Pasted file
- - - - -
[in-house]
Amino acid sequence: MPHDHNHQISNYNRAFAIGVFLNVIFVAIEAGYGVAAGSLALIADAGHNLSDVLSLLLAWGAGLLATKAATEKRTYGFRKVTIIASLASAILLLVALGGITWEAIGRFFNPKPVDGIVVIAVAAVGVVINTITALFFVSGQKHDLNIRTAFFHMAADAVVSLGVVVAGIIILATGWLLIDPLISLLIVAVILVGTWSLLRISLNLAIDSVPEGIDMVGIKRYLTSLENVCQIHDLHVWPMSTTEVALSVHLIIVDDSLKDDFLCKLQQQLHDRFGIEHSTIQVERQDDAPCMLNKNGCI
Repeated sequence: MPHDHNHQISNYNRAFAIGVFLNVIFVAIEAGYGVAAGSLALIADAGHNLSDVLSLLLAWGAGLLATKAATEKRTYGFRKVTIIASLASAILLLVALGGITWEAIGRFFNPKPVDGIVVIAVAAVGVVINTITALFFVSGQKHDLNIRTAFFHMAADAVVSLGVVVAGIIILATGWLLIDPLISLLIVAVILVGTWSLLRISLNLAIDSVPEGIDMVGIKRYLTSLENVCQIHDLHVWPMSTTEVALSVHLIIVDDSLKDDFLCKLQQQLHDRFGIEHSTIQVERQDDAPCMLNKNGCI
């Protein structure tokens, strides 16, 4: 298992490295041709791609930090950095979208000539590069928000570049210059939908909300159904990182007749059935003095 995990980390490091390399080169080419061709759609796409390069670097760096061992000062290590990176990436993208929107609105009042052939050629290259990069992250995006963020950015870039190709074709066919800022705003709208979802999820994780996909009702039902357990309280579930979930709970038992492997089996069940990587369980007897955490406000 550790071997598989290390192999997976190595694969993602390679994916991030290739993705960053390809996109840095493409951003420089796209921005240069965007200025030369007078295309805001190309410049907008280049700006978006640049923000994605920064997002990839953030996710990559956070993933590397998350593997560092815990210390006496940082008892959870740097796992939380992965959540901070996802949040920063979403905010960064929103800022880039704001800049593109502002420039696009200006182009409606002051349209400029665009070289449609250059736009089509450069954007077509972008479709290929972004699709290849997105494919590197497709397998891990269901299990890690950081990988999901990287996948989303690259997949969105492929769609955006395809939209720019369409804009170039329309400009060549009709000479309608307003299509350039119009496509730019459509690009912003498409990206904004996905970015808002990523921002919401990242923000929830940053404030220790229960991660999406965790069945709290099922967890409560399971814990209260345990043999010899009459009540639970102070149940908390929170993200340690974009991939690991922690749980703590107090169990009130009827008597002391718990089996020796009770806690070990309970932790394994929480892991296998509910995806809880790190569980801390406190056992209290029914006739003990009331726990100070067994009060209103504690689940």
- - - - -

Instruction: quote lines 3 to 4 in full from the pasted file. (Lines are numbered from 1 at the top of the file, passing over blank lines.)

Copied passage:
Repeated sequence: MPHDHNHQISNYNRAFAIGVFLNVIFVAIEAGYGVAAGSLALIADAGHNLSDVLSLLLAWGAGLLATKAATEKRTYGFRKVTIIASLASAILLLVALGGITWEAIGRFFNPKPVDGIVVIAVAAVGVVINTITALFFVSGQKHDLNIRTAFFHMAADAVVSLGVVVAGIIILATGWLLIDPLISLLIVAVILVGTWSLLRISLNLAIDSVPEGIDMVGIKRYLTSLENVCQIHDLHVWPMSTTEVALSVHLIIVDDSLKDDFLCKLQQQLHDRFGIEHSTIQVERQDDAPCMLNKNGCI
């Protein structure tokens, strides 16, 4: 298992490295041709791609930090950095979208000539590069928000570049210059939908909300159904990182007749059935003095 995990980390490091390399080169080419061709759609796409390069670097760096061992000062290590990176990436993208929107609105009042052939050629290259990069992250995006963020950015870039190709074709066919800022705003709208979802999820994780996909009702039902357990309280579930979930709970038992492997089996069940990587369980007897955490406000 550790071997598989290390192999997976190595694969993602390679994916991030290739993705960053390809996109840095493409951003420089796209921005240069965007200025030369007078295309805001190309410049907008280049700006978006640049923000994605920064997002990839953030996710990559956070993933590397998350593997560092815990210390006496940082008892959870740097796992939380992965959540901070996802949040920063979403905010960064929103800022880039704001800049593109502002420039696009200006182009409606002051349209400029665009070289449609250059736009089509450069954007077509972008479709290929972004699709290849997105494919590197497709397998891990269901299990890690950081990988999901990287996948989303690259997949969105492929769609955006395809939209720019369409804009170039329309400009060549009709000479309608307003299509350039119009496509730019459509690009912003498409990206904004996905970015808002990523921002919401990242923000929830940053404030220790229960991660999406965790069945709290099922967890409560399971814990209260345990043999010899009459009540639970102070149940908390929170993200340690974009991939690991922690749980703590107090169990009130009827008597002391718990089996020796009770806690070990309970932790394994929480892991296998509910995806809880790190569980801390406190056992209290029914006739003990009331726990100070067994009060209103504690689940």